At a theoretical level, I am indebted to approaches often subsumed under such headers as new materialism (Coole and Frost 2010) or new vitalism (Bennet 2010; Fraser, Kember, and Lury 2005). The present contribution, however, limits its inquiry to assess implications of these lines of thought for the field of media and communication studies. This way, aspects regarding such issues as material agencies, the status of the human, or the contingencies of processes of materialisation highlighted by the scholars mentioned above, form an important theoretical background that informs the four fields of materialist inquiry proposed in the present article.
As will become clear in the sections introducing each of the four lenses, physicality, bio-chemical processes, and forms of non-human agency are not the only iterations of materialism relevant for the present article. In particular the parts on political economy and labour as well as on ecology will show that a Marxist strain of materialism highlighting the dialectic nature of socio-technical change in new media environments (Fuchs 2014a&b; Kline, Dyer-Witheford, and de Peuter 2003; Fuchs and Mosco 2012), as well as a cultural materialism associated with the Frankfurt School of critical theory (Enzensberger 1974) and the Birmingham School of cultural studies (Hall 1977) constitute points of reference that are important for a proper contextualisation of the present study. As Fuchs (2014b, 78) remarks, with an eye on Smythe's (1977a) criticism of Enzenberger's (1974) concept of the consciousness industry, critical media and communication research must give attention to "the media's capital accumulation strategies [...] coupled to its role as mind manager". Precisely such an inclusive and balanced account that does not simply dismiss competing approaches, but combines and critically re-appropriates them, is an aspiration shared by the present inquiry.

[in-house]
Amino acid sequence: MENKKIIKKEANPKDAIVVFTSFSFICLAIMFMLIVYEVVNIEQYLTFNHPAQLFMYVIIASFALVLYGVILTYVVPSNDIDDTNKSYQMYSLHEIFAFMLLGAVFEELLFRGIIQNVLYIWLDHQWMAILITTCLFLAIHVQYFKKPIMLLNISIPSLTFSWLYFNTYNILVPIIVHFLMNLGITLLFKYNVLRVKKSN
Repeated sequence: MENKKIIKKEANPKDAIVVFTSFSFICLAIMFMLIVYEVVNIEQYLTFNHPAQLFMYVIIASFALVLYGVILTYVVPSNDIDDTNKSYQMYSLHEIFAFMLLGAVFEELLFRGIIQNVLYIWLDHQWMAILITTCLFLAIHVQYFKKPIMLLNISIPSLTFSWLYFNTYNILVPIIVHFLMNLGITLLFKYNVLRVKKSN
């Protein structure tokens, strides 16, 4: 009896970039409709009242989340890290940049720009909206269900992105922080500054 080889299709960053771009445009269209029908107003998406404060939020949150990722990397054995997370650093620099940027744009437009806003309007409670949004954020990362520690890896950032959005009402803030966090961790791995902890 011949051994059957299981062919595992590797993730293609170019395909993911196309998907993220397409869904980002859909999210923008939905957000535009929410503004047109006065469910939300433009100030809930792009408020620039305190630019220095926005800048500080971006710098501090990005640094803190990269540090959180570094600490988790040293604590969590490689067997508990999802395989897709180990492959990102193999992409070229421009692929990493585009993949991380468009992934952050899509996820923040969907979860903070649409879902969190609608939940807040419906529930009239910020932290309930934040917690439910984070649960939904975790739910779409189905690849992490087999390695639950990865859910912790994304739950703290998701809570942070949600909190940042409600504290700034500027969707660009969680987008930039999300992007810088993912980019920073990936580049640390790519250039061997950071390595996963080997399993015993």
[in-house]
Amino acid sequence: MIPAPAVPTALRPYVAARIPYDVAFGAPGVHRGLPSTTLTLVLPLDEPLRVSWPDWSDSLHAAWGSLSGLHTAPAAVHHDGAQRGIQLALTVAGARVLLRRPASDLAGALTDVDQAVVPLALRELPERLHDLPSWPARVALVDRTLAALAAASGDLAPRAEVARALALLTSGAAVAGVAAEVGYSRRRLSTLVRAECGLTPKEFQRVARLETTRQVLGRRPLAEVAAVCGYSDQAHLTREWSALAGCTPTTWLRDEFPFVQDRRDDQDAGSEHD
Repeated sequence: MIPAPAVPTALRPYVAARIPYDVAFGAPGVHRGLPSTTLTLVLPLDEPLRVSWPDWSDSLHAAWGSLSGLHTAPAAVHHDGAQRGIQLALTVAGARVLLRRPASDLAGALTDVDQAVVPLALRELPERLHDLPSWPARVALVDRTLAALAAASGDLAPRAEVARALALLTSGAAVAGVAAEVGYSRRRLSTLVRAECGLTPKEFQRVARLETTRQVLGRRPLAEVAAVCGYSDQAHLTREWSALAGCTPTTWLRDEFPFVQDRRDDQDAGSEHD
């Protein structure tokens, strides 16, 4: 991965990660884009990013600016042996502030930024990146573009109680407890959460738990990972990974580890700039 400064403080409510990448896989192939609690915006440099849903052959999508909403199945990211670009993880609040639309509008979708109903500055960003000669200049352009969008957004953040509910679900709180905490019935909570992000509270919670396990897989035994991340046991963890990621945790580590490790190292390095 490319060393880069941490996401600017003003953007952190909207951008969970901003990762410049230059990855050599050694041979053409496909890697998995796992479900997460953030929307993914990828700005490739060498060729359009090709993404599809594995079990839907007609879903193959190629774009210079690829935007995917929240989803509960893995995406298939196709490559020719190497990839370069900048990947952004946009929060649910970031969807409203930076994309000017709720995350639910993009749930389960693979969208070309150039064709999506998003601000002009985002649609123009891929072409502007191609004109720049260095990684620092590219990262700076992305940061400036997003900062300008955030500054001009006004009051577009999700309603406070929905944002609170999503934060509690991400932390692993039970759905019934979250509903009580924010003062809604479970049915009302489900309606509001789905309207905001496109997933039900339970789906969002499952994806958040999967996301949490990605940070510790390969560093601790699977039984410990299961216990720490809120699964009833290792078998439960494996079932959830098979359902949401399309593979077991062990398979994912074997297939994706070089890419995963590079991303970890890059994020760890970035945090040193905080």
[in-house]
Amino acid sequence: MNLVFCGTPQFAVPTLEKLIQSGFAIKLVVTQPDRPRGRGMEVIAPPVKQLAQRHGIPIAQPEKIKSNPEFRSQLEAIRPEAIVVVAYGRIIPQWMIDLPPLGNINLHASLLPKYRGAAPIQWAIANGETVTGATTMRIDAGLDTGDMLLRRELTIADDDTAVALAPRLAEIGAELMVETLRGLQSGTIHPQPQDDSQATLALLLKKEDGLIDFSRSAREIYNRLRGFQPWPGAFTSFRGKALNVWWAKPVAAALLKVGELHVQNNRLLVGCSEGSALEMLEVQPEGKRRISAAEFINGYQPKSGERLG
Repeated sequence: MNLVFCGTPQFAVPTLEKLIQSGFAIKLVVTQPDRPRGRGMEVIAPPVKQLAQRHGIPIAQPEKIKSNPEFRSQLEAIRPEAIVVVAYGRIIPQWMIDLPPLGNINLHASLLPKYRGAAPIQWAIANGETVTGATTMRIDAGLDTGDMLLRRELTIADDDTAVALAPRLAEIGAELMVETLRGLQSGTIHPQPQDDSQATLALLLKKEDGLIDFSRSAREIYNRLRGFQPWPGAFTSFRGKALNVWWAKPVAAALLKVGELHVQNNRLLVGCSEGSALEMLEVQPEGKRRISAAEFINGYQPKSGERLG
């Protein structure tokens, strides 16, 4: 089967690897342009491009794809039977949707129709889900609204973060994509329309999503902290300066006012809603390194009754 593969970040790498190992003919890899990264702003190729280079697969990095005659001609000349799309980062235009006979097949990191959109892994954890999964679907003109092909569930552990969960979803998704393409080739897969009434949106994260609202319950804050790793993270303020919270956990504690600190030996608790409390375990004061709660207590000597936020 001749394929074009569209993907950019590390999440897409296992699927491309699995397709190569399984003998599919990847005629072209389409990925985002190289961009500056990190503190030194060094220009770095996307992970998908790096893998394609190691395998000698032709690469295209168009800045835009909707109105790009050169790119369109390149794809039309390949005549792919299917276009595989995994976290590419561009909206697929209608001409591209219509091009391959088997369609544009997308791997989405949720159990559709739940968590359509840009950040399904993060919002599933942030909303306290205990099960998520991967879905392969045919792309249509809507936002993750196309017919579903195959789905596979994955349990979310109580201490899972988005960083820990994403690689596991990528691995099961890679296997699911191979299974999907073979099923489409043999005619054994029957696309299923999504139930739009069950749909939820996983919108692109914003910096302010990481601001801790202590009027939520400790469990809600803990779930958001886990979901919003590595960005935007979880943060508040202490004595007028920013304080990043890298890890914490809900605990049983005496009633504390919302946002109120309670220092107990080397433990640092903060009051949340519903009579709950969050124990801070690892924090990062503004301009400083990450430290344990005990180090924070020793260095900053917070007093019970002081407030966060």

In sum, what emerges as the materiality of (digital) media in the present text is a combination of technical aspects of infrastructure and carrier media, geophysical and biochemical processes and flows, economic conditions and relations of production, bodily effects, practices and adaptations, as well as crystallisations and sedimentations of practices of use and appropriation. I argue here that none of these frames alone can comprehensively account for what digital media are and do. Neither is it possible to fuse all these frames into one determinate overarching perspective. Rather each of them contributes with unique and crucial critical questions and perspectives that refract and rearticulate, in specific ways, the ultimately contingent object of inquiry. Therefore, they should be seen as fragmentary epistemologies in need of combination, rather than ontological absolutes that replace one another as results of ever-expanding processes of knowledge production.